The net income of private US property/casualty underwriters increased to $16.4bn in the first-half of 2012, as against $4.8bn during the same period in 2011.

According to a report by US property-casualty insurance analyst firm ISO, the overall profitability of insurers, measured in terms of their annualized rate of return on average policyholders’ surplus, rose to 5.9% from 1.7% during the comparable period. The report has cited drop in catastrophe losses as the main reason for the rise.

ISO estimated that insurers’ net losses and loss adjustment expenses (LLAE) from catastrophes in the first six months of 2012 totaled $12.6bn, down from $25.7bn in during the same period a year ago.

Property Casualty Insurance Association of America (PCI) policy development and research senior vice president Robert Gordon said the policyholders’ surplus increased by $17.5bn to a near-record-high of $567.8bn at 30 June 2012.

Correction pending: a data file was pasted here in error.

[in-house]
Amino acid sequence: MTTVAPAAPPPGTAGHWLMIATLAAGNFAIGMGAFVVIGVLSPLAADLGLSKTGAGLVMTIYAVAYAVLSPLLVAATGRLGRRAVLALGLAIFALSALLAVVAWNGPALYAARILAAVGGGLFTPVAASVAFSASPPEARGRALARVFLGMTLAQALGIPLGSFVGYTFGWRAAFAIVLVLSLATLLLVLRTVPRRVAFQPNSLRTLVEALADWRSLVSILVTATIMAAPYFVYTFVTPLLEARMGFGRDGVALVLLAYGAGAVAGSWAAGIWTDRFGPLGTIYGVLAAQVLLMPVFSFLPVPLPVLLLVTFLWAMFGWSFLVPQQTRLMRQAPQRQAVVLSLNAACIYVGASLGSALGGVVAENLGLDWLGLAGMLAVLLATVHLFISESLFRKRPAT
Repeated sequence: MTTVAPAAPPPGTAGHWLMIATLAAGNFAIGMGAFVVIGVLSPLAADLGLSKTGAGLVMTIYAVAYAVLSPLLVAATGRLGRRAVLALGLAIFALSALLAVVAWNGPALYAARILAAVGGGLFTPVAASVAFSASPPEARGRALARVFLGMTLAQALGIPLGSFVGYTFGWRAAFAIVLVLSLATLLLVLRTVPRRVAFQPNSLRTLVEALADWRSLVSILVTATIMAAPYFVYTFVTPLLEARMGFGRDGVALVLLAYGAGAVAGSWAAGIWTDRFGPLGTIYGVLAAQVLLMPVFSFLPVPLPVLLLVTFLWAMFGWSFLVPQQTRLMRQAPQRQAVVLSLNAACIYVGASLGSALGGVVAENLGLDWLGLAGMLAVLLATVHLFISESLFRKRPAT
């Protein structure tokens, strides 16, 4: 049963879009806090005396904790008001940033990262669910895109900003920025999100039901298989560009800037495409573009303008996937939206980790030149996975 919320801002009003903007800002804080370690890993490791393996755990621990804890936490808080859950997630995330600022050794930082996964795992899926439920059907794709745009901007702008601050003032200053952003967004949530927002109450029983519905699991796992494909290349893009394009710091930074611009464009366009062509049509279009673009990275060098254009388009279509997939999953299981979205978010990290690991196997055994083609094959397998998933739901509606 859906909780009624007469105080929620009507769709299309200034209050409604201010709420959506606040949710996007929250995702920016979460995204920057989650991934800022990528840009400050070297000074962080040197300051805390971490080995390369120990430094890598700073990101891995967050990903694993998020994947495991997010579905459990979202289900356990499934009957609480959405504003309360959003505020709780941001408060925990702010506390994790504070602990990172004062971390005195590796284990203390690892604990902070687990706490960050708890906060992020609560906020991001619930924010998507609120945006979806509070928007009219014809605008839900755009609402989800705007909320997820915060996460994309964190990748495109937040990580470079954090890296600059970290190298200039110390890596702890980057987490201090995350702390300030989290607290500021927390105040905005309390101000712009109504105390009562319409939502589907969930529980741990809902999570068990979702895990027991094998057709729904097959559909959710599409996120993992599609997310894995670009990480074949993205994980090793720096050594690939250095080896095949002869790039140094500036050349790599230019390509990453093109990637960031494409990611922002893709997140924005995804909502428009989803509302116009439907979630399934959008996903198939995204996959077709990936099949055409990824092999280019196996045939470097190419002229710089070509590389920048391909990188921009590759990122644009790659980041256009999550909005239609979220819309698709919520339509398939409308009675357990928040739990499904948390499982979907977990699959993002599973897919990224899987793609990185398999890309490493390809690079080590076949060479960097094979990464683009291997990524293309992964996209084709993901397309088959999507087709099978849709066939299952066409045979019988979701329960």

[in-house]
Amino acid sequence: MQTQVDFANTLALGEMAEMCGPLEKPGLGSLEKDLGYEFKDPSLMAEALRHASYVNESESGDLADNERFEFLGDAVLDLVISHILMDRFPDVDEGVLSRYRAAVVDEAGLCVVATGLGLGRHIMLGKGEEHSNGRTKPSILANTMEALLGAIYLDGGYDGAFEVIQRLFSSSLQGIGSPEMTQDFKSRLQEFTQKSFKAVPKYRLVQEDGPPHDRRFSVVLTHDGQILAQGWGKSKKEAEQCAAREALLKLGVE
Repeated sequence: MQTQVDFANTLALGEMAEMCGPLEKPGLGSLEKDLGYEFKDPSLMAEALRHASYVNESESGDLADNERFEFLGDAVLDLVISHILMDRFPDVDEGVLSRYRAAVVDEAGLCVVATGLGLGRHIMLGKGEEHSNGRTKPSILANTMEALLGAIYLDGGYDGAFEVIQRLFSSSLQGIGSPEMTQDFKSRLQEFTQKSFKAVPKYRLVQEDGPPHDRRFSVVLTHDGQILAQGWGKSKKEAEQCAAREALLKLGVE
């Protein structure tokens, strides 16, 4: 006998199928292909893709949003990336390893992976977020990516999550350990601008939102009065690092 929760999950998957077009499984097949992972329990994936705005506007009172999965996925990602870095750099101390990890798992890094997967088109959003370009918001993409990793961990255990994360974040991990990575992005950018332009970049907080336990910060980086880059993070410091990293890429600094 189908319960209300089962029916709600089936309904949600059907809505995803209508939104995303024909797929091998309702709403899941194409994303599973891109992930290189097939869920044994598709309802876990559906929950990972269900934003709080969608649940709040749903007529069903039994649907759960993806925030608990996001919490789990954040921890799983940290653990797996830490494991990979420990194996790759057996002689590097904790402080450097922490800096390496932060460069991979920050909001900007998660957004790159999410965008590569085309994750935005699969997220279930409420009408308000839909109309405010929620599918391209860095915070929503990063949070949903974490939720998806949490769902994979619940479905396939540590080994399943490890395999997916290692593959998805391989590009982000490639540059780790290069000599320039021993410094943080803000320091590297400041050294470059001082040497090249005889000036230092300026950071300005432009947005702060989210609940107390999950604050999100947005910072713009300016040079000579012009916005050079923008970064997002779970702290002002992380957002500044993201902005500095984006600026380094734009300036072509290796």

"Despite challenging economic conditions, insurers are strong, well capitalized, and well prepared to pay future claims. Policyholders and regulators can rely on the insurance industry to fulfill its obligations when catastrophes strike."

According to ISO, a Verisk Analytics company, and PCI, the combined ratio, which is a key measure of losses and other underwriting expenses per dollar of premium, improved to 102.2% during the first-half of 2012 from 110.5% last year.

Net investment gains declined by $3bn to $25.4bn during the first-half of 2012, compared to $28.4bn during the same period a year ago, as insurers’ federal and foreign income taxes rose $3.5bn to $3.6bn from $0.1bn. (37)

The firm said that the figures mentioned were consolidated estimates for all private property/casualty insurers.